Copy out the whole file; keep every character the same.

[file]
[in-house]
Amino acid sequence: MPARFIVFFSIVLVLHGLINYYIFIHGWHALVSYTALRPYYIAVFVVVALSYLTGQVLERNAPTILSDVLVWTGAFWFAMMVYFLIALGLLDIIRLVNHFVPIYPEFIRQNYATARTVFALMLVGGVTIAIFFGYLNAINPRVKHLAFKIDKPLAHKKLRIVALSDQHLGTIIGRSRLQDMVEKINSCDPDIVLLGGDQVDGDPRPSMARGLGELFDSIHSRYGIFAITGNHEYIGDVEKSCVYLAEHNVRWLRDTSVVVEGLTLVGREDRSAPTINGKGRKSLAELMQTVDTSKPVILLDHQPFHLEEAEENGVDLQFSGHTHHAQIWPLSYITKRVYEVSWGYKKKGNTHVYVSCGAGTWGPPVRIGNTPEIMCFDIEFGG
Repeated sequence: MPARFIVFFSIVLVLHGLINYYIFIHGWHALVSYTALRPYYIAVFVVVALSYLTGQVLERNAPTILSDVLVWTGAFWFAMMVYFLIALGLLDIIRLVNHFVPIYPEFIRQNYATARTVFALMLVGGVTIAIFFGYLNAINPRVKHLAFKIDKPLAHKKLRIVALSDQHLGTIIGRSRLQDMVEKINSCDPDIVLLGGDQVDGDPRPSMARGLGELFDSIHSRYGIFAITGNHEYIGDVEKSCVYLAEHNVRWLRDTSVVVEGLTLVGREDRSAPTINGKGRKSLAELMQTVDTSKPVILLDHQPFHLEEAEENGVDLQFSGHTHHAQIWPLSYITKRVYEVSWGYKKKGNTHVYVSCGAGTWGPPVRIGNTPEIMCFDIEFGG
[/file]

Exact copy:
[in-house]
Amino acid sequence: MPARFIVFFSIVLVLHGLINYYIFIHGWHALVSYTALRPYYIAVFVVVALSYLTGQVLERNAPTILSDVLVWTGAFWFAMMVYFLIALGLLDIIRLVNHFVPIYPEFIRQNYATARTVFALMLVGGVTIAIFFGYLNAINPRVKHLAFKIDKPLAHKKLRIVALSDQHLGTIIGRSRLQDMVEKINSCDPDIVLLGGDQVDGDPRPSMARGLGELFDSIHSRYGIFAITGNHEYIGDVEKSCVYLAEHNVRWLRDTSVVVEGLTLVGREDRSAPTINGKGRKSLAELMQTVDTSKPVILLDHQPFHLEEAEENGVDLQFSGHTHHAQIWPLSYITKRVYEVSWGYKKKGNTHVYVSCGAGTWGPPVRIGNTPEIMCFDIEFGG
Repeated sequence: MPARFIVFFSIVLVLHGLINYYIFIHGWHALVSYTALRPYYIAVFVVVALSYLTGQVLERNAPTILSDVLVWTGAFWFAMMVYFLIALGLLDIIRLVNHFVPIYPEFIRQNYATARTVFALMLVGGVTIAIFFGYLNAINPRVKHLAFKIDKPLAHKKLRIVALSDQHLGTIIGRSRLQDMVEKINSCDPDIVLLGGDQVDGDPRPSMARGLGELFDSIHSRYGIFAITGNHEYIGDVEKSCVYLAEHNVRWLRDTSVVVEGLTLVGREDRSAPTINGKGRKSLAELMQTVDTSKPVILLDHQPFHLEEAEENGVDLQFSGHTHHAQIWPLSYITKRVYEVSWGYKKKGNTHVYVSCGAGTWGPPVRIGNTPEIMCFDIEFGG